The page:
The best decision-makers reflect – and so should you.

In this article, I’m going to show you how reflection can you help you make better decisions.

You’ll come to understand the flow of a decision and see how easily decisions change. Reflection will give you the awareness to see this and much more. It will mean stepping outside of your decision and analysing why you made the choice you made, and that’s good.

We succumb to the reward of the outcome and in doing so we tend to ignore all the important parts of a decision.

For example, do you stop and consider the following?

  • The facts
  • The situation
  • Which information is incomplete?
  • Your biases
  • The outcome

Each of these impacts on every decision we ever make. But how often do we stop to consider them before we decide what to do?  I’ll let you ponder the answer to that one.



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Decision Flow

Decisions come at us thick and fast throughout the day. Most of them we make without a second thought. As Daniel Kahneman noted, our system one, our intuition just takes over and we make decisions seamlessly. Well, that’s how it feels.

 What most of us don’t realise is that system one has a presence to think it can decide everything for us. Thus, we find ourselves eating unhealthy food over healthy food, or opting to stay in bed rather than going for a morning run.

System one see’s these decisions and takes the easy path. Food is food – and your hungry – so eat it. It is an intuitive response.

When it comes to more significant choices, system one is scanning our historical decisions to see if it can replicate the choice again. If there is an earlier decision that looks anywhere near similar, then your system one will seize control.

It is a decision flow that happens all the time – and I mean all the time.


Big Decisions

Big decisions – the life-changing decisions are the ones we want to deliberate on. System two as it is known, steps in as we pause, stop, and think through the choices ahead of us.

Even then, the decision is far from simple. Framing, biases, emotion, temporary feelings, and the influence of the situation all impact on what we might decide to do. And that’s before the appearance of lady luck, the mysteries of what others will do and chance.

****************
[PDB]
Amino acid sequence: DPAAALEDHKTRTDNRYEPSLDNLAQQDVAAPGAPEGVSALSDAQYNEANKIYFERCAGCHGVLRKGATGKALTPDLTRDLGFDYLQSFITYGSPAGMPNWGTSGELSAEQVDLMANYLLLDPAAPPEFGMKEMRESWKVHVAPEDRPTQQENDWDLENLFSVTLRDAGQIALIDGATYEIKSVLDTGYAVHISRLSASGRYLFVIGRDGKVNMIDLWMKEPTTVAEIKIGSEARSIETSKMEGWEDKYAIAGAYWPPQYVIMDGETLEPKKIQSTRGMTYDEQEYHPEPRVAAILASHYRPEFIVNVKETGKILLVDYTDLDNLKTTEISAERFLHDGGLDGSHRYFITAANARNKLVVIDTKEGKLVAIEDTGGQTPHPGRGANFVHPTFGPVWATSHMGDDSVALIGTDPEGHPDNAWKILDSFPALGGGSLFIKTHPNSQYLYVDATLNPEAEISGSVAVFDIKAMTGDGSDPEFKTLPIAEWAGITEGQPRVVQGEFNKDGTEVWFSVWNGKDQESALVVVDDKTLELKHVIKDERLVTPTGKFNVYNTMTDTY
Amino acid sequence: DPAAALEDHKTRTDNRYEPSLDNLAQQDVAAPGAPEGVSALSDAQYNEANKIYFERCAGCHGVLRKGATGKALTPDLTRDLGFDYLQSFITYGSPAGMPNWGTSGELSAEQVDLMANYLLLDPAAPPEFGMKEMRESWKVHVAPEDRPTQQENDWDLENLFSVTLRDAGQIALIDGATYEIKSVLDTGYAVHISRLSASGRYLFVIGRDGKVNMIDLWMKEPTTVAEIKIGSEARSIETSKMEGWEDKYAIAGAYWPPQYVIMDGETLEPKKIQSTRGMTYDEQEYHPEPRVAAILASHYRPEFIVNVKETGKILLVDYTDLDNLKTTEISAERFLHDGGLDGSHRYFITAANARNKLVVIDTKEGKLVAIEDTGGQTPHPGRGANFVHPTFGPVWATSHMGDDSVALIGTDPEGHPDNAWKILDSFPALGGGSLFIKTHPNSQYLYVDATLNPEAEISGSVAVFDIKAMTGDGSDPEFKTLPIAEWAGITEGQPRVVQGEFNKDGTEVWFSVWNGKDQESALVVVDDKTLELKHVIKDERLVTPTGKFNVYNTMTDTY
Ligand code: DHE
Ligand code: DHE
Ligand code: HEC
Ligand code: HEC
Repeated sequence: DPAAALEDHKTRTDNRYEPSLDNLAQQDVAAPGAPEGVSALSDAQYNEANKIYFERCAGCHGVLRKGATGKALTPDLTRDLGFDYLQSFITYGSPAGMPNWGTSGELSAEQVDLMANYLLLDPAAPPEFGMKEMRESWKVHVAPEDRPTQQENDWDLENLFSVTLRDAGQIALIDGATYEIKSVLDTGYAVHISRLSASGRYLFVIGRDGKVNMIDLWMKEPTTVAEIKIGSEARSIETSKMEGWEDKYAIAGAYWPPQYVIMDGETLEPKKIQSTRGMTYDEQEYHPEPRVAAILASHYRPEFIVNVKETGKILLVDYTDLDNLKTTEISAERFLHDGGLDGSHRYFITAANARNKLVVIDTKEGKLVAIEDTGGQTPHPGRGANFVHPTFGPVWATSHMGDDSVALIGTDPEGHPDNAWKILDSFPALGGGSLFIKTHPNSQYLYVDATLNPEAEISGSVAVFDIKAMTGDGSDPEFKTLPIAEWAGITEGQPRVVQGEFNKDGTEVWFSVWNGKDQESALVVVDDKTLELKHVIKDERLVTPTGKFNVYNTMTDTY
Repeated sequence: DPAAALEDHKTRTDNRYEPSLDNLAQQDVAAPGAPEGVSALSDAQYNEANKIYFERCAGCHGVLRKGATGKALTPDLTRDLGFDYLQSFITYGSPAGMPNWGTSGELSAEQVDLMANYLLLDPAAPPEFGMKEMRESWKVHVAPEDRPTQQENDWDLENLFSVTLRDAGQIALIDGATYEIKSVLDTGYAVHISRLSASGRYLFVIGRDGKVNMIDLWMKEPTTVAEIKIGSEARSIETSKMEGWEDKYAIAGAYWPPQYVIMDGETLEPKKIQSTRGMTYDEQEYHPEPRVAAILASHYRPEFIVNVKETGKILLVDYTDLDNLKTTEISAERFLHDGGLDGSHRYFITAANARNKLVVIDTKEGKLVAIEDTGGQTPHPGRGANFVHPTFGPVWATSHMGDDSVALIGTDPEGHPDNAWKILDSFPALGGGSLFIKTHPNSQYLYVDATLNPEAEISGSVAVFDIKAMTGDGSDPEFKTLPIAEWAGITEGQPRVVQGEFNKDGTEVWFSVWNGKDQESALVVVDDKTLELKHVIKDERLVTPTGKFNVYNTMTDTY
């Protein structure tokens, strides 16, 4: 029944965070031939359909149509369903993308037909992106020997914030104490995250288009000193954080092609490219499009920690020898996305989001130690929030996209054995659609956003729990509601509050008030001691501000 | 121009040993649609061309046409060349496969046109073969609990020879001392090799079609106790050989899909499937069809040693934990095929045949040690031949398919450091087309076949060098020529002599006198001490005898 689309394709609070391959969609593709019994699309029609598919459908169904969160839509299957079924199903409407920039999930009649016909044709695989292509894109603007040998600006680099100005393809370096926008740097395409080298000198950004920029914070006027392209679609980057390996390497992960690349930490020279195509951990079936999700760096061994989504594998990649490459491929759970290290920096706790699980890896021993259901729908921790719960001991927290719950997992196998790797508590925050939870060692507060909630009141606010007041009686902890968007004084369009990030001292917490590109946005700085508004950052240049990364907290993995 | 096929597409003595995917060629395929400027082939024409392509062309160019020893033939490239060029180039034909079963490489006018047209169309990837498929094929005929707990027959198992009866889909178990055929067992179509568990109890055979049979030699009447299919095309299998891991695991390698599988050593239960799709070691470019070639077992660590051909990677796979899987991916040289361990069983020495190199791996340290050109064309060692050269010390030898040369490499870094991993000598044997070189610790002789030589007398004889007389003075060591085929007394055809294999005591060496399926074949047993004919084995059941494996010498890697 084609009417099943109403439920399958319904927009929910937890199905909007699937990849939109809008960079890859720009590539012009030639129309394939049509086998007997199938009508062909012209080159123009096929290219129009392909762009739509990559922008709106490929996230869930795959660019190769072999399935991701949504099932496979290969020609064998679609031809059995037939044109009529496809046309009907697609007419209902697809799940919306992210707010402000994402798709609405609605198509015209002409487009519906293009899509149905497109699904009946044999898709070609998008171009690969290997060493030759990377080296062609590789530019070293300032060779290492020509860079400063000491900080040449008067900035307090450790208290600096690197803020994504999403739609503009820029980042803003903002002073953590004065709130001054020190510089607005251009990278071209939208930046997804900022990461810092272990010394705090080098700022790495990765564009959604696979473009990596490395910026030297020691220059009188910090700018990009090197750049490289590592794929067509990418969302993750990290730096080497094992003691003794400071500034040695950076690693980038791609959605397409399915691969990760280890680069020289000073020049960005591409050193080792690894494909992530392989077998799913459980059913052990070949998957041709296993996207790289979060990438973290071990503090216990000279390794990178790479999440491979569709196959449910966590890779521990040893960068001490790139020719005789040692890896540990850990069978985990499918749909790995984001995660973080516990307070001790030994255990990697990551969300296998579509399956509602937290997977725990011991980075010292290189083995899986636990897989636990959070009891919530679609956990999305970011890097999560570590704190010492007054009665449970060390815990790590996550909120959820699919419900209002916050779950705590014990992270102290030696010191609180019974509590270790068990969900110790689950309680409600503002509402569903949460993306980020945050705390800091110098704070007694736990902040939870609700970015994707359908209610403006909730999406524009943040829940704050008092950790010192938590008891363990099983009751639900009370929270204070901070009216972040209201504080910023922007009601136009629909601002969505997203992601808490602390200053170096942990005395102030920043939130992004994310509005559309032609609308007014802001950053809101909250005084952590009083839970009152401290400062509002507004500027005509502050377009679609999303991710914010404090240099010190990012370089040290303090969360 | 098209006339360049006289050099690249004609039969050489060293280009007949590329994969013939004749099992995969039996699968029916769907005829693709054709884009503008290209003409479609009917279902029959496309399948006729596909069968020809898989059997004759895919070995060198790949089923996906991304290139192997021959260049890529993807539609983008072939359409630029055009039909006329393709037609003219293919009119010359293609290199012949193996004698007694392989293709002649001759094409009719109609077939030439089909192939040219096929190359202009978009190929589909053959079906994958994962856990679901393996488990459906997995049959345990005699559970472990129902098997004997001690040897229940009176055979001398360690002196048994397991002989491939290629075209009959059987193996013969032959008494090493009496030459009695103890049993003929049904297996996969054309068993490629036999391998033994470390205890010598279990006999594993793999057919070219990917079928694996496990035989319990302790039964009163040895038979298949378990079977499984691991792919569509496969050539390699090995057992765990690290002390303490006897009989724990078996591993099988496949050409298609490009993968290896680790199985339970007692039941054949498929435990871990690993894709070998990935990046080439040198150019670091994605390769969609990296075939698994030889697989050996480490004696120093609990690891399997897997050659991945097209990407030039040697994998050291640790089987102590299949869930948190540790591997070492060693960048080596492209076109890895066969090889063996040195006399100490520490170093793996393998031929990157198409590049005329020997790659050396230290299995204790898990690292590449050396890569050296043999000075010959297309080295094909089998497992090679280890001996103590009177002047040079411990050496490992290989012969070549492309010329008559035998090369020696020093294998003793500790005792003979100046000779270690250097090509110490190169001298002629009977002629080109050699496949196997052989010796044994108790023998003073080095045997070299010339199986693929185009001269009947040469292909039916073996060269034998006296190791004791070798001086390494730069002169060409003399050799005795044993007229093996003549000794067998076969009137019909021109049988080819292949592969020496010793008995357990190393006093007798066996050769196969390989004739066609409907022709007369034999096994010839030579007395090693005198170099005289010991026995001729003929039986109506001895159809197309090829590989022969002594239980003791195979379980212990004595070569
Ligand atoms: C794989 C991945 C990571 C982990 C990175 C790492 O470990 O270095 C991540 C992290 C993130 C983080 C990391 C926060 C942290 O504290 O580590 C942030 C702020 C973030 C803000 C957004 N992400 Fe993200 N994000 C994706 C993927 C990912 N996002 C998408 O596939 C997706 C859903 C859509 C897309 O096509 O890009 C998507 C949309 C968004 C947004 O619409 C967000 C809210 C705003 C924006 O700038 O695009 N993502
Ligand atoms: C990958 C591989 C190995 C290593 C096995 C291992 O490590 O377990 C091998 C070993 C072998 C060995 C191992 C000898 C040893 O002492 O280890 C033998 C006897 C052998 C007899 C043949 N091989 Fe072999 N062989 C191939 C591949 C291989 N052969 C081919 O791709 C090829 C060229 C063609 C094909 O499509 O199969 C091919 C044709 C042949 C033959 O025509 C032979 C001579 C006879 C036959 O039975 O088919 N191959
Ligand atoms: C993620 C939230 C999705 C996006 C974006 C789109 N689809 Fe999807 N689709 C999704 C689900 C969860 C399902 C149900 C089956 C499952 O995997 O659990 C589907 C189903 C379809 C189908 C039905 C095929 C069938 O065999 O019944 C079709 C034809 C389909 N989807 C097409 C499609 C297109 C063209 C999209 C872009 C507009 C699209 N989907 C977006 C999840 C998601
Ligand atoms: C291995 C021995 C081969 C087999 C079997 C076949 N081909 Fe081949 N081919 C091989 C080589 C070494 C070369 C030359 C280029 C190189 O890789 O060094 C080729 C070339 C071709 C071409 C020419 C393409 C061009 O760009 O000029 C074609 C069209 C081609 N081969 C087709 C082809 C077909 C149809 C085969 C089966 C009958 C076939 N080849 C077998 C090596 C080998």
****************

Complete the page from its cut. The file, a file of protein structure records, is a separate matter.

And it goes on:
Decision-making is tough.

And yet, we live or die on the outcome. We become wealthy or we become poor, we get married or we stay single, we buy or a house or we rent, we live to a set of values or we become consigned to mediocrity. Sometimes, a heap of stuff you can’t control happens and you’re left in the position you’re in.

Shit happens.

Despite the stuff you can’t control, there is a ton of stuff you can control. Whether you decide to do something by using your intuition or using deliberation, you have the chance to reflect and learn.


Reflection: Why and How

We all spend time thinking about decisions. We become consumed by the outcome; if it was a good outcome, we’re happy, if not, we’re sad.

Thinking about decisions in this way is terrible.

Reflection is a process of structured thinking to help you analyse your decision. It means being open-minded, honest, and using self-awareness to reflect on your decision-making process, not the decision itself.

As I said, we become occupied with the outcome. We mistake this as a guide in assessing the choice we’re about to make. The harsh reality is that we take the credit for a decision with a positive outcome when chance or luck plays a part. This is a false narrative of which we are the greatest authors.

The process of reflection means we need to ask ourselves some tough questions. These questions evolve from the following decision fundamentals.

  • The facts
  • Situational awareness
  • Incomplete information

The outcome is irrelevant in the reflection process. What matters is what you knew – and didn’t know before you decided on your course of action.


The Facts

What were the facts before you took your decision? Ask yourself what you knew to be true. Don’t sugar-coat it, tell it as it was. What were the facts? Did you, as often happens, assume information as facts when they weren’t.

What filters could apply to prove the facts for next time?

Situational Awareness

What were the circumstances for the decision? Who, if anyone was influencing you? How did you feel about the situation?

Reflecting on the situational awareness means taking looking at the situation from above. Think of yourself as a helicopter pilot, looking at the ground before you. Taking the stance gives a perspective devoid of emotion, it opens you up to your blind spots. The parts of the situation you can’t see when you’re in the thick of it.

Incomplete Information

We receive incomplete information all the time. There is a lot that happens that we don’t know or can’t see. Others might be playing a part in your decision, but you can’t know what they will do and when they might do it.

Reflecting, you should be looking to find this incomplete information. Label it for what it is and learn to use it correctly when deciding what to do.


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Learning from Reflection

The process of reflection gives you a unique opportunity. To learn, to improve and to adapt your approach to decision-making. By adopting this approach, you are starting to think about how you make decisions.

Without realising it, you’ve put in place an iterative behaviour.

It’s iteration because as this habit becomes more stable, so you’re assessing the decision, not the outcome. Each time, assessing through reflection the steps you took as you made your choice.

This is a logical sequence. It’s also a self-improving sequence that can give you the ability to upgrade your decisions. Of course, life isn’t quite that simple. The myriad of facts, circumstances, and incomplete information makes every decision unique. 


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